74249646.RrEVmmLE.QUEENSCUPCLINTONIAUNIFLORAP7120064In this year and in this hour the remnant still work in Christ to transform the reality in which they find themselves.

In this day and at this moment the remnant still labor in the Spirit to console a troubled world.

In this eternal time and in this infinite space the remnant still toil in God to bring forth the Kingdom.

This is a labor worth living for. This is work worth dying for. This is toiling that carries with it the gift of God’s grace. This is toiling that brings the immense and unimaginable gift of Christ’s love fully and truly given.


Spend some time today with 1 Corinthians 15 and reflect on its message for those who toil in unjust places under unjust leaders. If you want to spend time with a portion, consider: verses 1-11 The Gospel Teaching, verses 12-19 Results of Denial, verses 20-28 Christ the Firstfruits, verses 29-34 Practical Arguments, verses 35-58 The Resurrection Event. St Paul understand clearly both the frustration of living in world of turmoil, and the power of Christ’s love to mend, sustain and heal. He brings home to us today the meaning of Christ’s death and resurrection for those who toil against injustice.

1 corinthians sunset

Images from: http://cccooperagency.wordpress.com/page/47/ and  http://www.pbase.com/jhiker/image/74249646 and http://hdw.eweb4.com/wallpapers/4520/

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Sunday, September 5, 2021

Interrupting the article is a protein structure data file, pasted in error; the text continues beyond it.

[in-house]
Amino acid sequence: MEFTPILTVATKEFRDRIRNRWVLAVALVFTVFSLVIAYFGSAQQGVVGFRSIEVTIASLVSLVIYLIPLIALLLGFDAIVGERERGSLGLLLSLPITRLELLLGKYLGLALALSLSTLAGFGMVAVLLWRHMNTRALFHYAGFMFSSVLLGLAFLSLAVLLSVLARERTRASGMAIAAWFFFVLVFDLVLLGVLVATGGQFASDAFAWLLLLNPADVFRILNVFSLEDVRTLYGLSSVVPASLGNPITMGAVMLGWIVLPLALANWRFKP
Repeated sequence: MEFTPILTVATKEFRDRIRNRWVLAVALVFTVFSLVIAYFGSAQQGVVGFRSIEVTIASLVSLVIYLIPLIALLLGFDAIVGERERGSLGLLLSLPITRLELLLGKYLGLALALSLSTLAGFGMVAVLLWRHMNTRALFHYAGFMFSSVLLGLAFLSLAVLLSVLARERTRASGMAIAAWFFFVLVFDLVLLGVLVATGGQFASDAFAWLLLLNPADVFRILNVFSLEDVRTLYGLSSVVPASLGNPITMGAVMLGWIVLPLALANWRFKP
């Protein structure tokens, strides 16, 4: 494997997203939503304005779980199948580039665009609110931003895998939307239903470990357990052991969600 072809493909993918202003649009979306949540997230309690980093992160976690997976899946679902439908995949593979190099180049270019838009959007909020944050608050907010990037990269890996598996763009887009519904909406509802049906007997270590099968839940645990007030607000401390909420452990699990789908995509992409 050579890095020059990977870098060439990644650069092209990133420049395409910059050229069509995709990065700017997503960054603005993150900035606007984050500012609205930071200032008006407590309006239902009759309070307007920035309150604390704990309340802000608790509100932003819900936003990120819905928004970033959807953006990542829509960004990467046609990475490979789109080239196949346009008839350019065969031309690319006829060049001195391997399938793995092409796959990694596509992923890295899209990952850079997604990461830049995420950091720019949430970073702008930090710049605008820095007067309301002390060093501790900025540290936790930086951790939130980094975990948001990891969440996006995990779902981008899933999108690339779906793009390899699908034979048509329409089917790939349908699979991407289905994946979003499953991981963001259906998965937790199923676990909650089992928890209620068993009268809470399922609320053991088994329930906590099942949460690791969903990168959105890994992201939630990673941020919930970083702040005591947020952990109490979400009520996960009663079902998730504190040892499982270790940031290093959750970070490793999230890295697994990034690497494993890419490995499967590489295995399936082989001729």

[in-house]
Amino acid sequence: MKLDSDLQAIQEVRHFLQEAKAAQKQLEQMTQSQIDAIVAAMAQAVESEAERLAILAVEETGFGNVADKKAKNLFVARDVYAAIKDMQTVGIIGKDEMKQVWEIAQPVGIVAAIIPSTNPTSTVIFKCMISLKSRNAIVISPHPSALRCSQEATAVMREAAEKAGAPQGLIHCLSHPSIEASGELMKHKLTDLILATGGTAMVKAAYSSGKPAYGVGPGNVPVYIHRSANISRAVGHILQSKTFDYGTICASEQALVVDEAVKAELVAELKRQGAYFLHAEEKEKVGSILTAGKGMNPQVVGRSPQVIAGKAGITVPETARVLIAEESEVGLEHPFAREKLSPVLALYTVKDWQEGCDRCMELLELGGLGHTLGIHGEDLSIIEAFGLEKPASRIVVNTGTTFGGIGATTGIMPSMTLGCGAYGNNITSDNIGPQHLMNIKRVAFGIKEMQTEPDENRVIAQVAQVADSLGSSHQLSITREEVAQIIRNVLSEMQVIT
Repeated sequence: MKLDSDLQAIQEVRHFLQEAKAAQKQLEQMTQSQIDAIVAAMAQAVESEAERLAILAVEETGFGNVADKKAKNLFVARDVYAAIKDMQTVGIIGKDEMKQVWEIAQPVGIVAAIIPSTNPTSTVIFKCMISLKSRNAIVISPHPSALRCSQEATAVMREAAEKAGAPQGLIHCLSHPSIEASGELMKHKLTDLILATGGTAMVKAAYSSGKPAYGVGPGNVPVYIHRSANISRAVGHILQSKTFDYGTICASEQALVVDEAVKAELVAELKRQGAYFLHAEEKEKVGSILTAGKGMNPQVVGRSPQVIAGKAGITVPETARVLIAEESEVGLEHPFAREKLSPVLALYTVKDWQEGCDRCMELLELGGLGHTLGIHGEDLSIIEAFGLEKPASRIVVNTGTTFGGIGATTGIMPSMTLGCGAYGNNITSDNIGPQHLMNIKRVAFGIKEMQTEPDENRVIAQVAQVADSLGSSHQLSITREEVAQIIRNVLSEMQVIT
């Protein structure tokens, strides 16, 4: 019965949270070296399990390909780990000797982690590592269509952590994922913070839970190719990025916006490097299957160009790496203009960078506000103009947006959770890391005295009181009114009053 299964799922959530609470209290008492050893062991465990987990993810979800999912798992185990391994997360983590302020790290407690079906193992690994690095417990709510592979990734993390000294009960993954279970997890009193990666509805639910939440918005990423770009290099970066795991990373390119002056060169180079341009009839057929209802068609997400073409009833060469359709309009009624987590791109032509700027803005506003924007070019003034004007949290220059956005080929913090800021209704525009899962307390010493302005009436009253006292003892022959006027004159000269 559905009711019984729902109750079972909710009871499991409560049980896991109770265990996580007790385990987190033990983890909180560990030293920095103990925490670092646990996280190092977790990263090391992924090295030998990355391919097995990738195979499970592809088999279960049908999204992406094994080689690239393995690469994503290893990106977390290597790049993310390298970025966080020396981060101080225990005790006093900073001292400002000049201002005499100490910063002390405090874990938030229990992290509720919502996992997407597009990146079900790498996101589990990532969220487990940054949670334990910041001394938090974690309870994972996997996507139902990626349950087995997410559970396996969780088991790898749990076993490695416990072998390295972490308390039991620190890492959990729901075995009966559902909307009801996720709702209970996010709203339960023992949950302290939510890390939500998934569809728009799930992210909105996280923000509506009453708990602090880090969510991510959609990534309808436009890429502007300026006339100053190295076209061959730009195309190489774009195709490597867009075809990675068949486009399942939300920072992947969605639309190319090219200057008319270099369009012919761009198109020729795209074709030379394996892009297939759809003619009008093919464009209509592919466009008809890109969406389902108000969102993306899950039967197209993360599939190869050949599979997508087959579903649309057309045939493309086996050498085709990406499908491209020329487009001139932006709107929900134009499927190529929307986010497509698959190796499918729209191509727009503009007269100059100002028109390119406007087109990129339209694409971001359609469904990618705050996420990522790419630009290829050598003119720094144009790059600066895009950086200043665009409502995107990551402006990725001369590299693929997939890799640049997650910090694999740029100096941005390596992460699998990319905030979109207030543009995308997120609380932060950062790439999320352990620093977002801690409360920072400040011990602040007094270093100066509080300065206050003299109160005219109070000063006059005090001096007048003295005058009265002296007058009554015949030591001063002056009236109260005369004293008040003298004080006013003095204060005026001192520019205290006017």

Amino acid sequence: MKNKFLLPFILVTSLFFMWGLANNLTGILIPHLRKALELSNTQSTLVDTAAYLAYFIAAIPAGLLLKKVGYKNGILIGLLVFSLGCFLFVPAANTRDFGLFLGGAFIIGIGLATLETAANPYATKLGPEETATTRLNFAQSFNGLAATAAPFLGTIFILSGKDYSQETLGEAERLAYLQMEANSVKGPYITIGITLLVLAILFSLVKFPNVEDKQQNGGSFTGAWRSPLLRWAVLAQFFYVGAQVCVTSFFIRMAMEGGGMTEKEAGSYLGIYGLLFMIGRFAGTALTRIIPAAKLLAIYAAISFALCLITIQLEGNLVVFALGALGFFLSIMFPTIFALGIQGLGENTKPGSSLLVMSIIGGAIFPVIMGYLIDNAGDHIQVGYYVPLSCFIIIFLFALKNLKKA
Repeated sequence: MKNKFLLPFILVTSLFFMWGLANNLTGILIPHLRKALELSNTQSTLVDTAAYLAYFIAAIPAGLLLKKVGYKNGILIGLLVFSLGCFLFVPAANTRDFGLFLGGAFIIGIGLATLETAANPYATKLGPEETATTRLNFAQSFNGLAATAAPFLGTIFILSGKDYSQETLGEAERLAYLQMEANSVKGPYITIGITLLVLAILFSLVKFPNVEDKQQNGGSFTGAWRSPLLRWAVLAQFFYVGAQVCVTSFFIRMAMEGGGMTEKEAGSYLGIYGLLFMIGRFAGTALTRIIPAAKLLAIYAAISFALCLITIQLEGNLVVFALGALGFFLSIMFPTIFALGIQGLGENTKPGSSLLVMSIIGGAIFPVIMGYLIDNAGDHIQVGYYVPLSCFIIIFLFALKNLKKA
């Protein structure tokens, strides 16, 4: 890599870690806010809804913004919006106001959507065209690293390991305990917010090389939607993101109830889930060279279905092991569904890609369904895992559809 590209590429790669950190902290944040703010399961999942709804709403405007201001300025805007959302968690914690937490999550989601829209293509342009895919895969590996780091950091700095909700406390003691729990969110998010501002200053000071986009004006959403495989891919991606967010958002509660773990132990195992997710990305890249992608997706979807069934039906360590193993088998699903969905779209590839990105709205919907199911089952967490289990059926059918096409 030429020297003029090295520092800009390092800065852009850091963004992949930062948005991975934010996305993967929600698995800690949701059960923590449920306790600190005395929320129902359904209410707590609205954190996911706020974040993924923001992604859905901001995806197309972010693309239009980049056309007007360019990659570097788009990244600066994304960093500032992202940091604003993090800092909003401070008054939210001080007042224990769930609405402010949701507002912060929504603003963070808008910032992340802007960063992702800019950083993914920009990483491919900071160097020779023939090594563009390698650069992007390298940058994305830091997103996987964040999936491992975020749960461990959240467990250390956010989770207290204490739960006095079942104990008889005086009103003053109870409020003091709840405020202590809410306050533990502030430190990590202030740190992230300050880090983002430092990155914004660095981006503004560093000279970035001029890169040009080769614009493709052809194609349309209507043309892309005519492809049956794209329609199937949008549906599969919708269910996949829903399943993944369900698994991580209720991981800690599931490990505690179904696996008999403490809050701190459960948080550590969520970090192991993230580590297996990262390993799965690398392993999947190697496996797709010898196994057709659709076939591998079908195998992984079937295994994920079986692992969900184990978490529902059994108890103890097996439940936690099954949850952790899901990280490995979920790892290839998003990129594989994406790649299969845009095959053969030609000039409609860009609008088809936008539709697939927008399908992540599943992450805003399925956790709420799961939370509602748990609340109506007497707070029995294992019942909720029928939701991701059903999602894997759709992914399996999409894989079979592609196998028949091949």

Tibetan Nomads

Tibetan Nomads

Jeremiah 35

Wayfarers

Build no house and sow no seed; neither plant nor own a vineyard. You shall dwell in tents all your life, so that you may live long on the earth where you are wayfarers.

Many of us in the developed world live a life of storing up and putting away, of saving for an emergency or the unexpected event. When we read today’s Noontime verses we have the opportunity to assess our level of trust in the creator who knows every detail about us, of our willingness to follow Christ who knows each strength and weakness within us, of our openness to the Spirit who dwells in the heart of each of us to cure, to heal and to console.

We might take this opportunity today to examine our readiness to trust God more than possessions or status. We might also open our minds to the possibility that in many ways we are called to be wayfarers.

God says: I do not ask that you free yourself of your shelter and your stores; rather, I ask that you share them with those who have nothing. I do not ask that you rely on others to provide for your welfare when I have given you gifts with which you might care for yourself and those who live on the margins of your busy life. I ask that you consider your relationships with others in your life as valuable pearls of great price. You are created a social creature and I ask that even your smallest interactions and the briefest of encounters be held as sacred moments in which you meet me. I do not ask that you live as nomads with no purpose or mission; rather, I ask that you put down willing roots into the soil of my kingdom. For there you will flourish and bear fruit in my name. There you will journey with me to experience the mystery and gift and surprise of new life in me. And you will discover the plans for peace that I have in mind for you. You will celebrate with timbrel and dance and tambourine. You will sing and cry and laugh with me. And you will realize just how great my love is for you.